The Frenchman was part of a 25-man breakaway that managed to stay away from the chasing peloton, and while EF Education First-Drapac's Simon Clarke took a much-needed stage win for the American team – their first WorldTour victory this season, and only their fifth win of any kind this year – Molard took over the race lead from Team Sky's Michal Kwiatkowski.
"The original plan was never to get into the day's breakaway, but when I saw how the day's stage was unfolding, I thought, 'Why not go on the offensive and try to get in the breakaway?'" Molard said on his team's website.
He becomes the first Frenchman to lead a Grand Tour since Tony Gallopin held the yellow jersey for a day – Bastille Day – midway through the 2014 Tour de France.
It's also the first Grand Tour leader's jersey that Groupama-FDJ have held since Australian Brad McGee led the Vuelta for four days in 2005.
"It's amazing," Molard told Eurosport at the finish. "It's emotional having the leader's jersey at a Grand Tour. It's a big deal in my career, so I'll try to make the most of it. I started to think about it [the leader's jersey] only towards the very end of the stage. I was thinking more about trying to take the stage victory, which was never going to be easy.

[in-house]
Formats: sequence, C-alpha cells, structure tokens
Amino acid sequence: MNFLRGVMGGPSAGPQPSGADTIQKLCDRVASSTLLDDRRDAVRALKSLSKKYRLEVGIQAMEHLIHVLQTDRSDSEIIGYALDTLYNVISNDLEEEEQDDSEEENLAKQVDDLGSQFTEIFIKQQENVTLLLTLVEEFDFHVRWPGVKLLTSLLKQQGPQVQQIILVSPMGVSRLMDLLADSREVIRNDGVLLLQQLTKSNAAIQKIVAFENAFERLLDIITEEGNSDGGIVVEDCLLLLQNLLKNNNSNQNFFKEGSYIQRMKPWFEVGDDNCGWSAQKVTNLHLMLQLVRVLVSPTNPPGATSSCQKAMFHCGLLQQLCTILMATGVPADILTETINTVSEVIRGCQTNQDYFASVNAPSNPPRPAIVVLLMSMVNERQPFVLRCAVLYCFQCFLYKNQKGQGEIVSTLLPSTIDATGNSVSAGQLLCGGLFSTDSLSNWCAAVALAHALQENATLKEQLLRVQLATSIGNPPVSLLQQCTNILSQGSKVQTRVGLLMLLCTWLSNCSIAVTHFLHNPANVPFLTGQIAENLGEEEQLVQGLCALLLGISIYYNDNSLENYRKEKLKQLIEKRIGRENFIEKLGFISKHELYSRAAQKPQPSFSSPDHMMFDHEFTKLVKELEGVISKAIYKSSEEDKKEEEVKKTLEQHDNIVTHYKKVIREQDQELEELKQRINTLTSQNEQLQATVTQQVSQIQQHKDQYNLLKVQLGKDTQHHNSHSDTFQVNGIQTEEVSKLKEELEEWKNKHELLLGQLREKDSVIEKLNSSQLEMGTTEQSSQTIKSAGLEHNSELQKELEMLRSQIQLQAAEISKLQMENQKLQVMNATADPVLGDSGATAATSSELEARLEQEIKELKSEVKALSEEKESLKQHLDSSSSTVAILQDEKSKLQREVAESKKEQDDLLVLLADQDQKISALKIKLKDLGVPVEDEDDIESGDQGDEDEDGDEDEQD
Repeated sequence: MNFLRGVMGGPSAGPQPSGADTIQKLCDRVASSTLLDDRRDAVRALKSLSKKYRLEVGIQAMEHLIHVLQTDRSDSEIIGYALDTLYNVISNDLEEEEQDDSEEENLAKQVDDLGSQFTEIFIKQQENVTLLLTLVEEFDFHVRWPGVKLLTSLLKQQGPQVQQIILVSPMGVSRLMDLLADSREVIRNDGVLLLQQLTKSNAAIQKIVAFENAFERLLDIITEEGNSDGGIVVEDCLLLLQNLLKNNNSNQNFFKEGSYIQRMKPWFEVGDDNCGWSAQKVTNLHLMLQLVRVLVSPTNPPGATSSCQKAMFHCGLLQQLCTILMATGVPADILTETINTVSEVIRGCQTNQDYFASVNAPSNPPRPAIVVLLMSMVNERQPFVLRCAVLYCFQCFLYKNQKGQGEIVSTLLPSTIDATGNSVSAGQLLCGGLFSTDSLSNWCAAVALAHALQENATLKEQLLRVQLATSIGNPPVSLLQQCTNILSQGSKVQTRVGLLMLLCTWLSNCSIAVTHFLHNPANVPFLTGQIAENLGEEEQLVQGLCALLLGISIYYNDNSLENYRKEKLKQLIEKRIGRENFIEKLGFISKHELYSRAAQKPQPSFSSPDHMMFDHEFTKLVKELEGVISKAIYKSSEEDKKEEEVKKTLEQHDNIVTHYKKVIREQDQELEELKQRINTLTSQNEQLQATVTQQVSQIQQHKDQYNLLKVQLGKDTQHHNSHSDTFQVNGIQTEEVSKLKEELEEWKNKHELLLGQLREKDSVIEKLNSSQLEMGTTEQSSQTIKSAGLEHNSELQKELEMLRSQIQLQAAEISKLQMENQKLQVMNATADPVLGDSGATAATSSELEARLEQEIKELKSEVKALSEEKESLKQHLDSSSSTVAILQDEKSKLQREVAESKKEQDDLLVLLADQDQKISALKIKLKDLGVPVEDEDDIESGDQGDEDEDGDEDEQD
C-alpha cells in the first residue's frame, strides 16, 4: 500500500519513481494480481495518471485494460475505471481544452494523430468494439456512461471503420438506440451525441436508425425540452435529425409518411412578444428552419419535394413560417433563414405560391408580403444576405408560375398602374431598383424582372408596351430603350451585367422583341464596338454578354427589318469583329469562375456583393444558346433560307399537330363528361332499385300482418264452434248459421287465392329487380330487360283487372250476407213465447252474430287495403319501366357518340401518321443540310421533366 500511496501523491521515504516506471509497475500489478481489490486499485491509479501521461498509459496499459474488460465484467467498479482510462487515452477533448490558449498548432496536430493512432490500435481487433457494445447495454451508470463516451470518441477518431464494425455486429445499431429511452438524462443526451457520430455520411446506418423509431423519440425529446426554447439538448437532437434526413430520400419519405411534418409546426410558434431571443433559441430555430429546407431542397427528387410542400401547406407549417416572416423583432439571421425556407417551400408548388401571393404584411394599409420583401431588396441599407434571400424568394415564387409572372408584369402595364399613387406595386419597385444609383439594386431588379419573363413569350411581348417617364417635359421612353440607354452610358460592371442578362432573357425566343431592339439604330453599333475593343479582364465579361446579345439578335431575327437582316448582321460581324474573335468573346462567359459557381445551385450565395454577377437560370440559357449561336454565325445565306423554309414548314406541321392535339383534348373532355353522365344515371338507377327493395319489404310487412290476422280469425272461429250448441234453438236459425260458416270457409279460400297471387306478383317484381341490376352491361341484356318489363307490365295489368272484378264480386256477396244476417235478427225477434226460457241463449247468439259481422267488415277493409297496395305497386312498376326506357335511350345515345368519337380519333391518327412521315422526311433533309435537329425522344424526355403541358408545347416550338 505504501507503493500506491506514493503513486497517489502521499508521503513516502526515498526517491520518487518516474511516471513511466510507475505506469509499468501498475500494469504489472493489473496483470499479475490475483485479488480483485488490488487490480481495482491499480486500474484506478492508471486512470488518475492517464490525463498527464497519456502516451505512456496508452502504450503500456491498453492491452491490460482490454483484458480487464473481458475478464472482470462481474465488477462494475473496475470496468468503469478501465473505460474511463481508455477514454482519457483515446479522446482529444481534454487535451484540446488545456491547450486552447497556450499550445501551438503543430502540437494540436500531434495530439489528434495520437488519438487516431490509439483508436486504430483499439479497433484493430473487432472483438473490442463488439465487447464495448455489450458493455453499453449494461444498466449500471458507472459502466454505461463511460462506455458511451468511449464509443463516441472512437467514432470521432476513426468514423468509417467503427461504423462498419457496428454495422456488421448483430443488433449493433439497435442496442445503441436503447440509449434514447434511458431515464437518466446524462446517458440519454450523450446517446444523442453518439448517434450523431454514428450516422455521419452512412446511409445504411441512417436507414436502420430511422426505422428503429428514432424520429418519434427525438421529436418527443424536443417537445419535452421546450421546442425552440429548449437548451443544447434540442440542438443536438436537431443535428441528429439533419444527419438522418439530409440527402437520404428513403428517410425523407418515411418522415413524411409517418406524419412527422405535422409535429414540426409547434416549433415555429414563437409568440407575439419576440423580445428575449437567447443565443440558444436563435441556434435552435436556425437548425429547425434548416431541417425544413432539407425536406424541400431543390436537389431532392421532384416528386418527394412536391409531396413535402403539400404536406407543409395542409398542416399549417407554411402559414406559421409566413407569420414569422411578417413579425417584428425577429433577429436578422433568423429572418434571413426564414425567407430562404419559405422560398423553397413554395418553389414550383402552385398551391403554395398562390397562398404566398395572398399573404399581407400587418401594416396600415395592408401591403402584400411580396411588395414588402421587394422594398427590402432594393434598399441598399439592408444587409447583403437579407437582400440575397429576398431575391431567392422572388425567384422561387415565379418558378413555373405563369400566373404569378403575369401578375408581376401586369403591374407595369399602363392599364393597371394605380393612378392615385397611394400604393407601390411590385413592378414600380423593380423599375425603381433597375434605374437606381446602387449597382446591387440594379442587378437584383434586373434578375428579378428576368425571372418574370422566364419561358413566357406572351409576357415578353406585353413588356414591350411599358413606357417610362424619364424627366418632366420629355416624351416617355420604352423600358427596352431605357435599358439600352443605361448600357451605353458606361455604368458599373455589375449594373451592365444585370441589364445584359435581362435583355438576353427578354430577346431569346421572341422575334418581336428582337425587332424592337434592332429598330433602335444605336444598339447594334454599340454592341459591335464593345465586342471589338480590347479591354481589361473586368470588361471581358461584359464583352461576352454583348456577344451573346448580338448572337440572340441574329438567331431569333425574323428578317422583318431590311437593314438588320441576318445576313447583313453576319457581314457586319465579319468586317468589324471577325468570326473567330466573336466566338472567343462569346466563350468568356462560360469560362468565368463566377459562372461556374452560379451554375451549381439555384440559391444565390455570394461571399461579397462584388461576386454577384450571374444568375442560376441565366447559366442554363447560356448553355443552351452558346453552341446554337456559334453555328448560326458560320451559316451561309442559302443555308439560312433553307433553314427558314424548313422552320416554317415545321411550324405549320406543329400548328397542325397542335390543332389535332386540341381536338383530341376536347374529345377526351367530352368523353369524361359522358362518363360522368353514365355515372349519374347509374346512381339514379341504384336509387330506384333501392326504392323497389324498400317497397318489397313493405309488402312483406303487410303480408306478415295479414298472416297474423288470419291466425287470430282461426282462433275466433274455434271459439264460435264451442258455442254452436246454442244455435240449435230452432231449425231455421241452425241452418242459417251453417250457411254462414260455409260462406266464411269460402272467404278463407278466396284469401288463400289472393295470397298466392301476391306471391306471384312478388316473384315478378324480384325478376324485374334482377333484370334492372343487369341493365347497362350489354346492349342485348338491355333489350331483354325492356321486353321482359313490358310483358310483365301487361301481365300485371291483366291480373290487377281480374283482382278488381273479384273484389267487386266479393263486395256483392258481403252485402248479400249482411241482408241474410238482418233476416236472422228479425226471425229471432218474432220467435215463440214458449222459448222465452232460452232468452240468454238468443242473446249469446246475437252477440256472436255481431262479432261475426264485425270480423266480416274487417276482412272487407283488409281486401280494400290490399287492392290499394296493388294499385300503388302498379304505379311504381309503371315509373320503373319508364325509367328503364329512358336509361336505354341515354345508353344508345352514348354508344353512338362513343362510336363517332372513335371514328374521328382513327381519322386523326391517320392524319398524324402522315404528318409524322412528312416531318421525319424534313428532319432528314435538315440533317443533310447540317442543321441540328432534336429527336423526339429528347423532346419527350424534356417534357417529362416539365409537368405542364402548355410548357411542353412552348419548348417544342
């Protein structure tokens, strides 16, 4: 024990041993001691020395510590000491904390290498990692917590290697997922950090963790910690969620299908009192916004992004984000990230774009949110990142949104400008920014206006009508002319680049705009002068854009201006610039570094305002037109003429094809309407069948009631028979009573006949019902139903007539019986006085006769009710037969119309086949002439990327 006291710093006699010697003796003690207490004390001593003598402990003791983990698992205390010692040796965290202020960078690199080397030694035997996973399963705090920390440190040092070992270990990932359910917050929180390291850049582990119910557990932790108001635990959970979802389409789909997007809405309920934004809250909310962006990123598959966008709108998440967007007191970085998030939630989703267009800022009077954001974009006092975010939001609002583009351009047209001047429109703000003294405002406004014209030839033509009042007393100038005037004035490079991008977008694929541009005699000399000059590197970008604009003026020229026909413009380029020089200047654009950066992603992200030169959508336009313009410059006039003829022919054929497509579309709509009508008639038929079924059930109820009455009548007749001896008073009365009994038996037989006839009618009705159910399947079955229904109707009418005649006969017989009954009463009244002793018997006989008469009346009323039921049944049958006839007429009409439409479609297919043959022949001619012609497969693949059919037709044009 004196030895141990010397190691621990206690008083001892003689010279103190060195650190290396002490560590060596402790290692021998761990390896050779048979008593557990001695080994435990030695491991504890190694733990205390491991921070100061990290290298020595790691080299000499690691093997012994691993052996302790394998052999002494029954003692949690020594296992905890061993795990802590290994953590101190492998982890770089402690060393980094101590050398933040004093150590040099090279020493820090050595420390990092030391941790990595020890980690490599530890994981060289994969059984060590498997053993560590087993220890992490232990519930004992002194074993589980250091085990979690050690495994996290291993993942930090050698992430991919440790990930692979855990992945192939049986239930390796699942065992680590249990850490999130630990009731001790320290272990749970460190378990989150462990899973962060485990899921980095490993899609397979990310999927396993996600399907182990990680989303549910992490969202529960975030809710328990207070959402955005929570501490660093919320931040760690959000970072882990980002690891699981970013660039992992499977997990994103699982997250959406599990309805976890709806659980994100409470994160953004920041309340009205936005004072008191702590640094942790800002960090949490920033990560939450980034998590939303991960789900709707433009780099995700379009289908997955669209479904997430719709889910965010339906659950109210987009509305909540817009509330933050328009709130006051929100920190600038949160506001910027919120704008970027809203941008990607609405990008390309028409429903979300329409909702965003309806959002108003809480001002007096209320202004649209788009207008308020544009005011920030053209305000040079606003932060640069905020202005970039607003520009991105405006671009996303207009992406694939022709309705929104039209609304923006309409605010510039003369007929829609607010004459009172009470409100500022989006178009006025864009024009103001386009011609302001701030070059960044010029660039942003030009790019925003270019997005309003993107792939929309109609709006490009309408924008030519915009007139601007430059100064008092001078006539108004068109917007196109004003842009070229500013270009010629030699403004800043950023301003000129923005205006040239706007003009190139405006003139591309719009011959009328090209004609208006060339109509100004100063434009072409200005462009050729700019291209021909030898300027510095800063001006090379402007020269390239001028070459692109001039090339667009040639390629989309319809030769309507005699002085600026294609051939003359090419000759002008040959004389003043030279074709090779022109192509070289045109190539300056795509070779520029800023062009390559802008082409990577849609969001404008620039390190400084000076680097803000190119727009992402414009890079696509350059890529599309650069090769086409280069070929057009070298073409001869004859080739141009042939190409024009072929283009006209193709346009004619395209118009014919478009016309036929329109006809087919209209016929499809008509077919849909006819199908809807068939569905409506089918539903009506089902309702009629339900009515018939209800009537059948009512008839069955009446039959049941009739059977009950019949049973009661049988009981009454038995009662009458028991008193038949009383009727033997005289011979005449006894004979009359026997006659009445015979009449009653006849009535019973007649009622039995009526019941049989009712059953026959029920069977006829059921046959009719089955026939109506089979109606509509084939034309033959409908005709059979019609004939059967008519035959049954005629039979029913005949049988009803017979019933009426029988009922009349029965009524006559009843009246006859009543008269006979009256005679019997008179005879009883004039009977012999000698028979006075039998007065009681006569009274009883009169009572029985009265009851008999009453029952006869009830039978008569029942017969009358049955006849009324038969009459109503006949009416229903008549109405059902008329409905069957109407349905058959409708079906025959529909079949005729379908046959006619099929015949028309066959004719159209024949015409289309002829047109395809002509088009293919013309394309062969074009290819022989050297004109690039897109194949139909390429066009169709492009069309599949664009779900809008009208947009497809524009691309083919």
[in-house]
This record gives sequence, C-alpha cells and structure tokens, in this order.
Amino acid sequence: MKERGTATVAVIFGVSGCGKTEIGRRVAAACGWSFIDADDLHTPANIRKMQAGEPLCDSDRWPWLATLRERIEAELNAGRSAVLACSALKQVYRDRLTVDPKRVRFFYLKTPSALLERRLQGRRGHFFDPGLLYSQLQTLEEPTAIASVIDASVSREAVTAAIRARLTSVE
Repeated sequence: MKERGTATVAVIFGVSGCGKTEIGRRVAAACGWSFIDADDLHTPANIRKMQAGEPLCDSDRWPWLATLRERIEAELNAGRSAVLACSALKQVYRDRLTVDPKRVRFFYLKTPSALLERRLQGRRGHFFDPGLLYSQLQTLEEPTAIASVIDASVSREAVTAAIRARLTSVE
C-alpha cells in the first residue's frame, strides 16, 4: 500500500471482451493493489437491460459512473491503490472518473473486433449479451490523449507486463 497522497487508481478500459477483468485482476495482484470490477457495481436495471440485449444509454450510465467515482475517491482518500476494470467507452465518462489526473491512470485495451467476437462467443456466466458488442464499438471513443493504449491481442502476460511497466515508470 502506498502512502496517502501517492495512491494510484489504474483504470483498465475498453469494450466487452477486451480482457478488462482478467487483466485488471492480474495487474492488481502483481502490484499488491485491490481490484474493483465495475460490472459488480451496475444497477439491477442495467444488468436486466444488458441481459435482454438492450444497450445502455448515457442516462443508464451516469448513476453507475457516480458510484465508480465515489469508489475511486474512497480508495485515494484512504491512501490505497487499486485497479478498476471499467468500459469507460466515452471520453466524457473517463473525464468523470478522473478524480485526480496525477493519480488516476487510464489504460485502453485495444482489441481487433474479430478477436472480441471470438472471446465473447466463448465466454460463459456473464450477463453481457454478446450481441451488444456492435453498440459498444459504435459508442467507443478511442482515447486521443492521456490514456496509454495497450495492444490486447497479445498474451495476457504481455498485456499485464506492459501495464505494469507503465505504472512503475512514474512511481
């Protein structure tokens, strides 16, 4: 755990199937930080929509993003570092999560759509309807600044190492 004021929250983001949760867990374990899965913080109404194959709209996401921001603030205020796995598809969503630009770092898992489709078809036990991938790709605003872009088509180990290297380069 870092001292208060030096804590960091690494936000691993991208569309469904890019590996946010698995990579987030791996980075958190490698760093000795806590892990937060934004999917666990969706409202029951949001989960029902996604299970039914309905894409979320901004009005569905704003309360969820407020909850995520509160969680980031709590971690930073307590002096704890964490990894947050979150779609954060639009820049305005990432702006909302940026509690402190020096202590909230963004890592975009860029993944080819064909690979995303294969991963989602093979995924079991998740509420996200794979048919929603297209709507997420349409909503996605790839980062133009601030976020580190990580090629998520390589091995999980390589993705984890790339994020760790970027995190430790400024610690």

"As there were 25 of us in the break, everyone was attacking near the end, and I was always marked. Eventually, I thought to myself, 'Let's just go for the GC and see what happens.'
"After I'd crossed the finish line, and saw that we didn't have that big of a gap over the peloton, I didn't think I'd done enough to take the lead," Molard admitted.
"There are now a couple of easier stages, so if I can hold on to the jersey until Sunday, I'll be very happy with that."
The Vuelta is Molard's second Grand Tour this year. He finished 38th overall at the Tour de France in July, despite having crashed heavily on stage 2, and went on to take 11th place at the Clasica San Sebastian in early August.
Earlier in the season, Molard took what was only the second victory of his pro career when he won stage 6 of Paris-Nice between Sisteron and Vence. The 28-year-old attacked with just over a kilometre to go, and crossed the line solo, just two seconds ahead of Lotto Soudal's Tim Wellens.
Prior to that, his first pro win had come on a stage of the 2015 Tour du Limousin while riding for Cofidis.
Molard made the move to Groupama-FDJ in 2017, and the team's clearly happy with Molard's progression, regardless of his efforts on Wednesday. On the same day that he took the Vuelta's red jersey, the team also announced that he'd been handed a two-year contract extension, which was apparently entirely unrelated.